SUMMERVILLE-- The entire southern border of Dorchester County is the black willow and sandbar-lined Edisto River, the longest free-flowing blackwater river in the world. It could be one of the premier outdoor destinations in the Lowcountry.

But the only parks along it are private or state-owned, just one of the recreation gaps in a county of nearly

130,000 people without a park system. County Council is about to take an ambitious step toward fixing that -- possibly placing a recreation bond referendum in front of voters, maybe as soon as November 2010.

Dorchester County has tried for more than 20 years to set up some sort of organized parks or recreation program and failed to find the money to do it. Twice in the 1990s voters shot down the idea in referendums. A third try was sidetracked into a vote for a smaller amount of money to build senior centers.

But people keep asking. This time, council members hope they have a few more answers.

A recently completed parks and recreation master plan lays out a series of parks with amenities such as ball fields, boat launches, wetland boardwalks and BMX tracks, along with a signature regional park of 100 acres of sports fields and nature-oriented landscapes, picnic areas and fishing and boat-launching piers. It was compiled using results from surveys that asked residents what they wanted.

Meanwhile, the Trust for Public Land is finishing a feasibility study on preserving public land that is expected to be presented to council in December. Council's decision to act on it could depend on whether the study shows strong support among residents.

County officials already are seeking and winning grants to do some recreation work and are looking at funding alternatives such as impact fees. For example, the Eagle Chandler Bridge Creek Trail in Oakbrook near Summerville is being built with about $350,000 in grants and a little more than $100,000 in matching money.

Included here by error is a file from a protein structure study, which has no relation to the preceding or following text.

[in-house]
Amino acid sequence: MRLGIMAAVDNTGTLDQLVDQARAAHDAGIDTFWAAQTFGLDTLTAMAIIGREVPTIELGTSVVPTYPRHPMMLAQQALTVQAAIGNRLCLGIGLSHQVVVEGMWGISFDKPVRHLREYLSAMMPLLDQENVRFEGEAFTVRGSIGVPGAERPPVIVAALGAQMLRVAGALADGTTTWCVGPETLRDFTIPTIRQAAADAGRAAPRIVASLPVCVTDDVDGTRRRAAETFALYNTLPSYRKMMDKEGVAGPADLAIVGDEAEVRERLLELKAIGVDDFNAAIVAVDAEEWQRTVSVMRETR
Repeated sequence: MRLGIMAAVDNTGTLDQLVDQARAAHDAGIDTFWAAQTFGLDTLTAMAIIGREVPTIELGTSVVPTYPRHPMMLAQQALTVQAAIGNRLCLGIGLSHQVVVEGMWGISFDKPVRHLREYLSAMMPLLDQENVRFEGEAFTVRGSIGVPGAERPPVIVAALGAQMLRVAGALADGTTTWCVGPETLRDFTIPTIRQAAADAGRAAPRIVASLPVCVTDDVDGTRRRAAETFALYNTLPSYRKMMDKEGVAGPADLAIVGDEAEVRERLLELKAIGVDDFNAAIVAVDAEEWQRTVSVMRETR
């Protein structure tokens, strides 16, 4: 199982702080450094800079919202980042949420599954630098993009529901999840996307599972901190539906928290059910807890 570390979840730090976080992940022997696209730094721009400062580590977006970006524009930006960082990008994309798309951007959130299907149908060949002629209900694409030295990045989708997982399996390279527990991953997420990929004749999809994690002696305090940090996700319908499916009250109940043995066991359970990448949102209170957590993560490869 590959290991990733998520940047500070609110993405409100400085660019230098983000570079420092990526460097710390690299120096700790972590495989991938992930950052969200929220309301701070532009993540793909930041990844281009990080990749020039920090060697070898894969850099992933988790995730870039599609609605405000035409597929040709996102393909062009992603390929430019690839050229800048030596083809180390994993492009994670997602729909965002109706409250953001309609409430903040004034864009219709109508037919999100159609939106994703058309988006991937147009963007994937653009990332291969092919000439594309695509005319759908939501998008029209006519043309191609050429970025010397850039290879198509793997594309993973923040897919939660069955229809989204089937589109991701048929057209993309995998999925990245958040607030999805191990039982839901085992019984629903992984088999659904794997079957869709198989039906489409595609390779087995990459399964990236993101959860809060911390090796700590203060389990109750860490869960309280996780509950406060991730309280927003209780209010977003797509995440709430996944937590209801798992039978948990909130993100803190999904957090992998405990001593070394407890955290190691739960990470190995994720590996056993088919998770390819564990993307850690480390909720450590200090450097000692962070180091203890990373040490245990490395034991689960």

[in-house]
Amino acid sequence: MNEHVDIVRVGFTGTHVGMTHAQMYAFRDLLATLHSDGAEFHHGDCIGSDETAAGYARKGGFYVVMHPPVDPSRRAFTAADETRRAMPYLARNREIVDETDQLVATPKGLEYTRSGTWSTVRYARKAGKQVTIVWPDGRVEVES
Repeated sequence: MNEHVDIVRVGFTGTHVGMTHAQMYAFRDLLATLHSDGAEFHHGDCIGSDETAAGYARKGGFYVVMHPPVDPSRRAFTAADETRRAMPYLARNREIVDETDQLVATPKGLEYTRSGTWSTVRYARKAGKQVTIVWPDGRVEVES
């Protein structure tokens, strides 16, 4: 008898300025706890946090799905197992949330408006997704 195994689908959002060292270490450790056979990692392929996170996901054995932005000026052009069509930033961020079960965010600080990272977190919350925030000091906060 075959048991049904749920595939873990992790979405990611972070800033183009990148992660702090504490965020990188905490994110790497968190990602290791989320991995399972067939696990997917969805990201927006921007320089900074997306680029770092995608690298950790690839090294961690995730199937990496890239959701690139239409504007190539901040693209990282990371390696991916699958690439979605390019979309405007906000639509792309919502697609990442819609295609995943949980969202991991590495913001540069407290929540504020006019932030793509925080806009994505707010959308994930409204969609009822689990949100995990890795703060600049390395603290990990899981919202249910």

"We've had such a huge amount of growth. I think people have come to realize if they want those things, there is a cost to have them," said Council Chairman Jamie Feltner. "If our constituents want it, that's what we're supposed to do."

The county has been unable to put together so much as a ball field complex comparable to Summerville's Gahagan Park, much less a park system. It's well behind the town's park efforts, despite having the Edisto River, a swamp holding the world's largest virgin cypress-tupelo stand and strong interest in sports and outdoor recreation from the Summerville suburbs to the rural upper county.

The stumbling block for the new plan, like the old efforts, is the cost. Budget estimates for the program begin at $10 million per year, before any new land is acquired. In the past, the money involved has just been too big a sell for fiscally conservative voters in a county where politicians rise and fall on the promise not to raise taxes or fees.

Only 17 of the state's 46 counties charge a recreation fee, according to the South Carolina Association for Counties Web site. Only three counties have special tax districts for recreation: Greenville, Lexington and Georgetown counties.

"It's unusual for a county not to provide for recreation and have an open-space plan to build on," said Rich Dolesh, public policy chief for the National Recreation and Parks Association, who is familiar with the Charleston area. In a growing area, the people who move in are increasingly upscale. "They want the service and they're willing to pay for it. They want safe places for their kids to play, athletic fields and community centers."

Recreation funding has long-term economic benefits, Dolesh said. Sports tournaments in a well-established program draw tourism dollars. The amenities and outdoors environment tend to draw more upscale residents and industries, improving the tax base and creating jobs. More kids playing more sports tends to reduce juvenile delinquency and crime.

"It's a unifying factor for a community, bringing together people of different backgrounds," Dolesh said. "It enhances the quality of life, but it enhances the economy too."

Reach Bo Petersen at 9 37-5744 or